Twice a year in this column I hunt for stocks that seem to possess both value and momentum. Even though the market has hit records lately, it’s still possible to find stocks that have both qualities.
Here are five I recommend. Each of them has beaten the Standard & Poor’s 500 Index this year, and each sells for 15 times recent earnings or less.
Nothing would please me more than for the pandemic to end tomorrow. But it isn’t happening. The delta variant has ensured that the ordeal will go on for at least another few months.
That helps medical-testing companies, of which Laboratory Corp. of America Holdings (LH) is one of the largest. Even after this pandemic is tamed, I think that companies and individuals will engage in more medical testing than they did before 2020.
Lab Corp. had a blow-out year last year, and its long-term results are also good. In the past decade, is has increased revenue about 11% a year, and profits more than 9% a year on average.
A mid-cap stock that I’ve owned in the past is Seaboard Corp. (SEB). The company is controlled by the Bresky family, which holds about 75% of the stock.
Based in Merriam, Kansas, the company raises pork and turkey, mills grain, and engages in ocean shipping. Most of its revenue comes from the Caribbean, Central America and South America.
The pandemic is raging in its main service region, but revenue is up 17% in the past year. The stock, up 31% this year (through Aug. 27), sells for six times earnings and 1.1 times book value (corporate net worth per share). Those are the kind of modest valuations I like.
Nucor, once an upstart compared to U.S. Steel and Bethlehem Steel, is now the largest U.S. steel company. It makes about 70% of its steel by recycling scrap.
My interest in Nucor was heightened by the prospect (now a reality) that Congress would approve a big increase in infrastructure spending. It takes steel to rebuild bridges and tunnels, a step the nation sorely needs.
The shares have doubled this year, despite which they still sell for 12 times recent earnings and seven times anticipated earnings.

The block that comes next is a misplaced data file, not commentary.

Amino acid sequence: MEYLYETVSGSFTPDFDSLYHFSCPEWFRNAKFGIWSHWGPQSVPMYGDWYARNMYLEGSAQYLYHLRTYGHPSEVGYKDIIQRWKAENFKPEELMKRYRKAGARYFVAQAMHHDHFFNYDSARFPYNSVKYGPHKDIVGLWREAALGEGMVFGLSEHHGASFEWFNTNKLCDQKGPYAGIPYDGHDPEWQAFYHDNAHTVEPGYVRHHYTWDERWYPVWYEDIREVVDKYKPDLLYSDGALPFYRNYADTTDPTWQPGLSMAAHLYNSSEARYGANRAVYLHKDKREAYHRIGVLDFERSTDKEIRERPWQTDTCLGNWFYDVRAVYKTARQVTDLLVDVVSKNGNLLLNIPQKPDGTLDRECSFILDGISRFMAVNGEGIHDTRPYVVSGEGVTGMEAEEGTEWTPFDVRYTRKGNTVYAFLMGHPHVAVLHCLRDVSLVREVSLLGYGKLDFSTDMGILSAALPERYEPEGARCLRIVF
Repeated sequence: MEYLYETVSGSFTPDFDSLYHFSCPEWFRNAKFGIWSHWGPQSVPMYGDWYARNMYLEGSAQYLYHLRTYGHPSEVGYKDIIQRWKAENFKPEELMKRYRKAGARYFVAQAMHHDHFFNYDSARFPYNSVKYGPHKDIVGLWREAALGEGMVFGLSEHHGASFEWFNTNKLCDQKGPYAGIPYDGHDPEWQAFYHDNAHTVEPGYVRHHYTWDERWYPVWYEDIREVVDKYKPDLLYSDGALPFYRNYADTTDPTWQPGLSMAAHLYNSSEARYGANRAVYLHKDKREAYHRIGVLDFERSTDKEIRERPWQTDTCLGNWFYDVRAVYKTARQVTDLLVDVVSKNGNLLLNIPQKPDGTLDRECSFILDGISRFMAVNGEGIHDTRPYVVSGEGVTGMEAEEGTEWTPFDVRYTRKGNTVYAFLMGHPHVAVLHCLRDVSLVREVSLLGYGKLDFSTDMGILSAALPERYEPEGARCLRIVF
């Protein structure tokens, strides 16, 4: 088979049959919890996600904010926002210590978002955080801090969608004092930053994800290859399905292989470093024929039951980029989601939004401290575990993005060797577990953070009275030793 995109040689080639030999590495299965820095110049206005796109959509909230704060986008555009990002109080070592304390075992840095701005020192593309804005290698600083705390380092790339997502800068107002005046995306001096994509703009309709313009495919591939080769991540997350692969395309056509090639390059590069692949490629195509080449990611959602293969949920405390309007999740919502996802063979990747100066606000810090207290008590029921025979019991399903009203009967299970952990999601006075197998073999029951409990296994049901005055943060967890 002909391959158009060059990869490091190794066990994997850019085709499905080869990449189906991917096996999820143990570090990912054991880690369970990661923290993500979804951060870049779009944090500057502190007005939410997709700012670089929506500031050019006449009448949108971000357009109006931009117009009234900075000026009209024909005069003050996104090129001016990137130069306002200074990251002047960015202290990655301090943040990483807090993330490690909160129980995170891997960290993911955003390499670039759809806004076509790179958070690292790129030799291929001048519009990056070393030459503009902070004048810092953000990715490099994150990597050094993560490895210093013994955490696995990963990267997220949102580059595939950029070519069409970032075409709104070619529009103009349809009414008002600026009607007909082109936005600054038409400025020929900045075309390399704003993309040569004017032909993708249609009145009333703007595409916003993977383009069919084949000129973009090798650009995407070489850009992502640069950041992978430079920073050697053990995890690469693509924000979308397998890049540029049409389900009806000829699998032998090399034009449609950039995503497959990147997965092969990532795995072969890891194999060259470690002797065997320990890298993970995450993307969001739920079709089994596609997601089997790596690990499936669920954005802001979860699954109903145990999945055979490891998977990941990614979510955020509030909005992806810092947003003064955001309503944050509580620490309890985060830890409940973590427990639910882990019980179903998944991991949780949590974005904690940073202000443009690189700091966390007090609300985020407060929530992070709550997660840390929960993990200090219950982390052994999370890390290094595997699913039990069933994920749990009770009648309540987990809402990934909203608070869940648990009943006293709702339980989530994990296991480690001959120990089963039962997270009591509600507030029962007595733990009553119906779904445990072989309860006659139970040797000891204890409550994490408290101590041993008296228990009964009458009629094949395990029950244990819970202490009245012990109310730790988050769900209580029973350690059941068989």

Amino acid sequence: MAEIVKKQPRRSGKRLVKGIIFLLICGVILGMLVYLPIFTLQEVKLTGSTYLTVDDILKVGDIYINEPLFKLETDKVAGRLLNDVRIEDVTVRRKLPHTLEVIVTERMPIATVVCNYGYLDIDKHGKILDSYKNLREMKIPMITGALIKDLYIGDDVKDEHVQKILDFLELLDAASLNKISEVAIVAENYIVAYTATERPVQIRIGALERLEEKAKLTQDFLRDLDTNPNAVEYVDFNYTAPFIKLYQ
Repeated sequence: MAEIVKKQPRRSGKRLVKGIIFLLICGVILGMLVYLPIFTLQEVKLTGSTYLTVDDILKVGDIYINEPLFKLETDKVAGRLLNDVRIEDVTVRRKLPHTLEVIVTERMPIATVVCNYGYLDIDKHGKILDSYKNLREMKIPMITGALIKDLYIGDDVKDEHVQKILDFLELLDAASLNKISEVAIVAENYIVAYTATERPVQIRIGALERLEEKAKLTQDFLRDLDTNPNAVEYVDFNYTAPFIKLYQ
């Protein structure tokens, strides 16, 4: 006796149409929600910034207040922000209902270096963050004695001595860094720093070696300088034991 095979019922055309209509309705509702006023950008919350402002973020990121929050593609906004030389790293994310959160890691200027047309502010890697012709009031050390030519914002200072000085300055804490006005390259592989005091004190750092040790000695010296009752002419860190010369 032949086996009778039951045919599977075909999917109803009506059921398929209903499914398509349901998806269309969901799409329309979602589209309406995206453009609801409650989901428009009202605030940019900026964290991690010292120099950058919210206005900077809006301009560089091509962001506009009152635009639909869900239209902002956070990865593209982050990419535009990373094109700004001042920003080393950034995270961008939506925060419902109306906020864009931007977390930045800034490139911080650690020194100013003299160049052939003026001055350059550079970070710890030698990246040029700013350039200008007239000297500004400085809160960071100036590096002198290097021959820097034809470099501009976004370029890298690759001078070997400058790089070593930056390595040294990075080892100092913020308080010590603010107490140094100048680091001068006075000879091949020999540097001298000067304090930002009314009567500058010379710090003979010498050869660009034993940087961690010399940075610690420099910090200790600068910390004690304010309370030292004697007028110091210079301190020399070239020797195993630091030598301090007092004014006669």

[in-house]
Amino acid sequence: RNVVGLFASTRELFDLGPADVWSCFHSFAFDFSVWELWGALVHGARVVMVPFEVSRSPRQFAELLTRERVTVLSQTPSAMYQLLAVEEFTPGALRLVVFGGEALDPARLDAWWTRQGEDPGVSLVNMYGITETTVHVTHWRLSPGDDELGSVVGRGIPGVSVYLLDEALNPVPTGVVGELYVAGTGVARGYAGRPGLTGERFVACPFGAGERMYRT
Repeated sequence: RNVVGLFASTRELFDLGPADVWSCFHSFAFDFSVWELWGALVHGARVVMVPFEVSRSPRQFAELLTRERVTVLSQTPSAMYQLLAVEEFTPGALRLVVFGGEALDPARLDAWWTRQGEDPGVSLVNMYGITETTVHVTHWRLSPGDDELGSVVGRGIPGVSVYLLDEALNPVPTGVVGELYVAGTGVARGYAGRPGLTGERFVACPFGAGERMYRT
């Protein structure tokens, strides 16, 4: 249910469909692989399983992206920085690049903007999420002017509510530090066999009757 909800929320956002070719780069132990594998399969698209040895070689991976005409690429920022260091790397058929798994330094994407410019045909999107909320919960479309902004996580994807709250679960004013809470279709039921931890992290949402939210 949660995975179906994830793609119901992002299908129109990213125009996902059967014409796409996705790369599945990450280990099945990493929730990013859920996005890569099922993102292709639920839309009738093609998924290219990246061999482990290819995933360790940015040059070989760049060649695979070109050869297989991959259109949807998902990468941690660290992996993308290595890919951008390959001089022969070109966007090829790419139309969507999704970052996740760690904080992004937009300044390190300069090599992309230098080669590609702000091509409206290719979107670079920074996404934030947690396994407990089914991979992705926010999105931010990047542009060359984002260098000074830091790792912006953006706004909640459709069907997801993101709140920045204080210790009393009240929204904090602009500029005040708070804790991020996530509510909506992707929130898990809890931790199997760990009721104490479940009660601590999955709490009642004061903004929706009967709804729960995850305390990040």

A mid-cap stock I like is Amkor Technology Inc. (AMKR), based in Tempe, Arizona. The company provides testing services and packaging for semiconductor manufacturers.
Amkor gets more than half its revenue abroad. It has 10 factories in Asia and none in the U.S. It has posted profits in 14 of the past 15 years.
The company’s return on invested capital, which had been stuck in single digits since 2011, has broken into double digits in each of the past four quarters. The stock is up 85% this year, yet still sells for just under 15 times earnings.
Up 56% this year, Fulgent Genetics Inc. (FLGT) is speculative but interesting. Based in Temple City, California, the company sells products for genetic testing, a core business that I believe has long-term promise.
What’s propelled the stock in the past year, however, is COVID-19 testing. COVID tests currently account for the vast majority of its revenue, and investors fear that the company will implode when the pandemic finally wanes.
From single-digit prices in 2017 and 2018, the stock jumped as high as $189.89, but it has fallen back to about $93. It sells for five times recent earnings, and 8.5 times analysts’ estimate of next year’s earnings.
This is the 39th column I’ve written (beginning in 2000) on stocks that show both value and momentum. One-year returns can be calculated for 37 columns.
The average 12-month return on my recommendations has been 13.1%, which compares favorably to the 10.3% average for the Standard & Poor’s 500 Index over the same periods.
Twenty-seven of the 37 lists have been profitable, and 19 have beaten the index.
Bear in mind that my column results are hypothetical: They don’t reflect actual trades, trading costs or taxes. These results shouldn’t be confused with the performance of portfolios I manage for clients. Also, past performance doesn’t predict future results.
My picks from a year ago returned 20.7% but trailed the S&P 500, which scored a 31.7% return. Brooks Automatic Inc. (BRKS), up 60%, was my only pick that beat the index.
Alacer Gold Corp., which merged with SSR Mining (SSRM), was my worst pick, down 15%. D.R. Horton Inc. (DHI) returned 27% and Templeton Dragon Fund 11%.
Disclosure: I own D.R. Horton and Nucor personally and for most of my clients.
John Dorfman is chairman of Dorfman Value Investments LLC in Boston, Massachusetts. He can be reached at firstname.lastname@example.org.